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One of the great things about building your own home is the complete control you have over the entire process. From choosing subcontractors and house plans to locating your lot, you are in the driver’s seat as the owner builder. You also get to take on the role of service manager after closing, contacting subcontractors to come back and tweak items that need a little help like a door that rubs. But what if you decide to hire a builder to manage your new home building project? Will they arrange for the subcontractors and suppliers to come back after closing for service?
Typically, if you have a problem with one of the major components of your home you will deal directly with the manufacturer with any problems you have. This includes appliances, windows, siding and roofing…etc. Whether you’ve decided to pay a contractor to manage the complete process of building your new home project or not, you typically deal directly with major manufacturers with product failures.
In some cases this is a good thing. To have the contractor get in the middle, would cause another link in the communication chain that does nothing but slow-up the process. However, there will be times when there is a question as to whether the particular failure is due to the product itself or because of a problem with installation or design. In these cases, you need your contractor to get involved to help.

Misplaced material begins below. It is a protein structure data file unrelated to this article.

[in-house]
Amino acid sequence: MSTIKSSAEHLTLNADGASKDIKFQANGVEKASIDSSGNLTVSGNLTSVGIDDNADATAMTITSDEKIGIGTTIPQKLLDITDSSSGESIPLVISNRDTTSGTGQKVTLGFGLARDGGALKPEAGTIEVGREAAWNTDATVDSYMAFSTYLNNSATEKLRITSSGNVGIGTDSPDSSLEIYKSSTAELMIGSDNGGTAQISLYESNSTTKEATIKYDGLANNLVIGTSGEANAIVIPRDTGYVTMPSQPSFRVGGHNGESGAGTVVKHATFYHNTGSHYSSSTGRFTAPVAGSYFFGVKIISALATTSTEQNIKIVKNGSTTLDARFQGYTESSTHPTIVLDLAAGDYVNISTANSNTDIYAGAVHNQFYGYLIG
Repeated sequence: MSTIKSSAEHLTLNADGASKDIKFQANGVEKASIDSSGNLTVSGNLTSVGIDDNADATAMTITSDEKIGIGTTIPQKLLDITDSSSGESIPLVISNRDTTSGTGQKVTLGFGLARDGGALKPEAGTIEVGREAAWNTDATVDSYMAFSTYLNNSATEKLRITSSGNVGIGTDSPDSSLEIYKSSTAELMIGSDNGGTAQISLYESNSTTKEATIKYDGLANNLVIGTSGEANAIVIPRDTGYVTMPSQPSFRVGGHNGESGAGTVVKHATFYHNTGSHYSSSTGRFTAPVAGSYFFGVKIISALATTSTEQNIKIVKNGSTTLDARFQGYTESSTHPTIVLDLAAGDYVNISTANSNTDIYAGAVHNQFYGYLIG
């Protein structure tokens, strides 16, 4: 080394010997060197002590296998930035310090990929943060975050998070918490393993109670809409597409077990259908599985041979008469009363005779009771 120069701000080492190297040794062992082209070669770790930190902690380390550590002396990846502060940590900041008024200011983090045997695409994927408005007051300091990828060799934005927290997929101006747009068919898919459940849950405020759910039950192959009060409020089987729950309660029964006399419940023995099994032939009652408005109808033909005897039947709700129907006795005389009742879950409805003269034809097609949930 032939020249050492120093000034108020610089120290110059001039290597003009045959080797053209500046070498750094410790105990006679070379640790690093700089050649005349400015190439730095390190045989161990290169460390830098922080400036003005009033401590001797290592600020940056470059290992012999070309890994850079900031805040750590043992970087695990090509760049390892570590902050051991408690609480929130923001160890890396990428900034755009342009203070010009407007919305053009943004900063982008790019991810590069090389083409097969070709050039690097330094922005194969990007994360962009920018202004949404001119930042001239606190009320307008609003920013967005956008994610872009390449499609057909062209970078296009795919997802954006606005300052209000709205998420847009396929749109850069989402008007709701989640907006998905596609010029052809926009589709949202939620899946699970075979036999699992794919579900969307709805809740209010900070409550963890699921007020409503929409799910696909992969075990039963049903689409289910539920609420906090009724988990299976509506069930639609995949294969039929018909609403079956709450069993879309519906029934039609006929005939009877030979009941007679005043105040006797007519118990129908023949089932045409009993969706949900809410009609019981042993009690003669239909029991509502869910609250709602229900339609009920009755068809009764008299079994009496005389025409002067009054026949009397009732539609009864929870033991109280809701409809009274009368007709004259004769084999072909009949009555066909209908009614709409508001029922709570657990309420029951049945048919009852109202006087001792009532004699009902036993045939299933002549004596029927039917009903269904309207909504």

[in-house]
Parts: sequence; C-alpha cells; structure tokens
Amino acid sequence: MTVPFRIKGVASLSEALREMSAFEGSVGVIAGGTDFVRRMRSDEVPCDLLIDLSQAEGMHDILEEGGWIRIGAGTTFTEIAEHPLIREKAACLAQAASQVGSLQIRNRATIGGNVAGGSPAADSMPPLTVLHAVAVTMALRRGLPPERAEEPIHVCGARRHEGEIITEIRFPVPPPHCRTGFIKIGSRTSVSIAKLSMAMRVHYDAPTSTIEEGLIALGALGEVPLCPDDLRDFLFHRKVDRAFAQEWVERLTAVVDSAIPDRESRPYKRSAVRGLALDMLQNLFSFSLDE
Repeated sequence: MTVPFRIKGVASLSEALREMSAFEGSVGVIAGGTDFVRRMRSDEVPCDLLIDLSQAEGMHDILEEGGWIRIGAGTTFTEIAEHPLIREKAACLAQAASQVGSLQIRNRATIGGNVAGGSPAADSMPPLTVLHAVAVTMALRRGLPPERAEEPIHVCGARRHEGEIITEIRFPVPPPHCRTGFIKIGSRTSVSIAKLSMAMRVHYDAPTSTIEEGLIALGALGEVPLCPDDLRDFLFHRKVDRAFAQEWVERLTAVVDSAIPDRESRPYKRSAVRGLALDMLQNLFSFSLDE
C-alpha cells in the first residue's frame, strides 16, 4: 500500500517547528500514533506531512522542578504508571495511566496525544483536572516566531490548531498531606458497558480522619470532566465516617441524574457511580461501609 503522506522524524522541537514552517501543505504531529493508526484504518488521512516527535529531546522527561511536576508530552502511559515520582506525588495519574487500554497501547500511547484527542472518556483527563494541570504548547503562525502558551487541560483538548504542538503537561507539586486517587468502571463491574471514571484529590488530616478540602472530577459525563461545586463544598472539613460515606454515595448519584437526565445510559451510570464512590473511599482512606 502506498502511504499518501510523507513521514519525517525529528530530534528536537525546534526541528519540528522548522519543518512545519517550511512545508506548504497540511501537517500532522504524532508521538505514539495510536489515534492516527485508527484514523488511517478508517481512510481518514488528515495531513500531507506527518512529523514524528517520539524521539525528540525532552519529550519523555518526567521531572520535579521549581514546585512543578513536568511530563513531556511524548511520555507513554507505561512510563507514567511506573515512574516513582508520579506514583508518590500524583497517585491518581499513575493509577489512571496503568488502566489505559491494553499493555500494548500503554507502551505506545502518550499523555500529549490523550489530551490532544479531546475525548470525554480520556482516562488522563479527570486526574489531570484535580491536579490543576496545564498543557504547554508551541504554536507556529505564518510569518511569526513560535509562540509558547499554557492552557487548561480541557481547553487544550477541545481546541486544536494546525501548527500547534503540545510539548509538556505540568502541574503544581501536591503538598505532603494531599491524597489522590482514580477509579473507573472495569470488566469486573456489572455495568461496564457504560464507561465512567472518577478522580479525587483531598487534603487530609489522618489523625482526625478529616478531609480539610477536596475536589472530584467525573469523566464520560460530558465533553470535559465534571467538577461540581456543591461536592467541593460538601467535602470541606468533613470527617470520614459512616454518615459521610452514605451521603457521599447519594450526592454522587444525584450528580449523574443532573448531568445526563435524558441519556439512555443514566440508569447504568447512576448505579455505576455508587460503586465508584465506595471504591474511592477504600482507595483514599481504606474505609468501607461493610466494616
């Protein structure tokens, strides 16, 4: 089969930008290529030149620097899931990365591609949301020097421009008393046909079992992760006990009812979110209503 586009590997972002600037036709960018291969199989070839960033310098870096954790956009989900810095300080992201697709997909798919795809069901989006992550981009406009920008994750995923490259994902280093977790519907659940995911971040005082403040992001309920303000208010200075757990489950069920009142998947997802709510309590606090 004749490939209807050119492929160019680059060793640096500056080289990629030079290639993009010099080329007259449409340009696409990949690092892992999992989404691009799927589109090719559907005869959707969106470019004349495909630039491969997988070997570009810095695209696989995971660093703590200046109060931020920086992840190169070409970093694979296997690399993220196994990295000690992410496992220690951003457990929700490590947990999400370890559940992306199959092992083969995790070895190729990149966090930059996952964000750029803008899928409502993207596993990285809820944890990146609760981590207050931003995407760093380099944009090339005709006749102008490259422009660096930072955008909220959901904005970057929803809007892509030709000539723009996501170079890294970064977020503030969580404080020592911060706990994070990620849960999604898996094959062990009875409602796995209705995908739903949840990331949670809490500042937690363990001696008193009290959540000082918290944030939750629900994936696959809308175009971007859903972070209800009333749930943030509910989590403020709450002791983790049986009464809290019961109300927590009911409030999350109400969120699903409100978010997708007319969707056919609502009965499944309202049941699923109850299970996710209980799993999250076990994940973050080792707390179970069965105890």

Windows are a good example of a product in a new home is susceptible to “finger pointing”. If your contractor had a company other than the window distributor install the windows, and there is a problem down the road, there can be confusion as to whom is responsible. If the window leaks, the window manufacturer may say the installer didn’t seal up around the window properly. Or, if the window doesn’t lock properly, the manufacturer may claim the home settled, causing the window to bind in an position that affects the operation.
As the customer, you only care that the problem is fixed. After all, you didn’t do anything wrong. Unfortunately, when one of these grey areas come up, you are left in the middle, frustrated with two or more parties that won’t take ownership of the problem. So, what can you do to protect yourself?
When hiring a contractor, make sure you ask how potential component failures will be resolved. Will the contractor get involved and take an active role in the resolution of the problem? This is where your background check of your builder becomes extremely important. Checking with past customers can help you determine whether a potential contractor is helpful or not after the project is completed.
Another thing you can do to protect yourself is demand from your contractor that only trained and certified installers deal with the products in your home. This is especially important for windows, roofing, and basement waterproofing. The product manufacturers will many times provide certification for installers if they prove they have learned the proper installation techniques. And when the installers are certified, it’s easier to get the manufacturer to take ownership of a problem.
One last way to ease the pain of potential product failures down the road is to insist that all subcontracts for labor be bundled with the products being installed. This means that when you hire a roofer, they will supply the materials as well as install them. So if there is a problem, there is no question as to whom is the “go to” person for the repair. The roofing subcontractor will then be required to work with the manufacturer to resolve the issue.
Be sure to think about post move-in service when selecting contractors to work on your dream home. The best companies will gladly come back and take care of any warranty related issues. And with careful screening, you will find the best to work on your new home.
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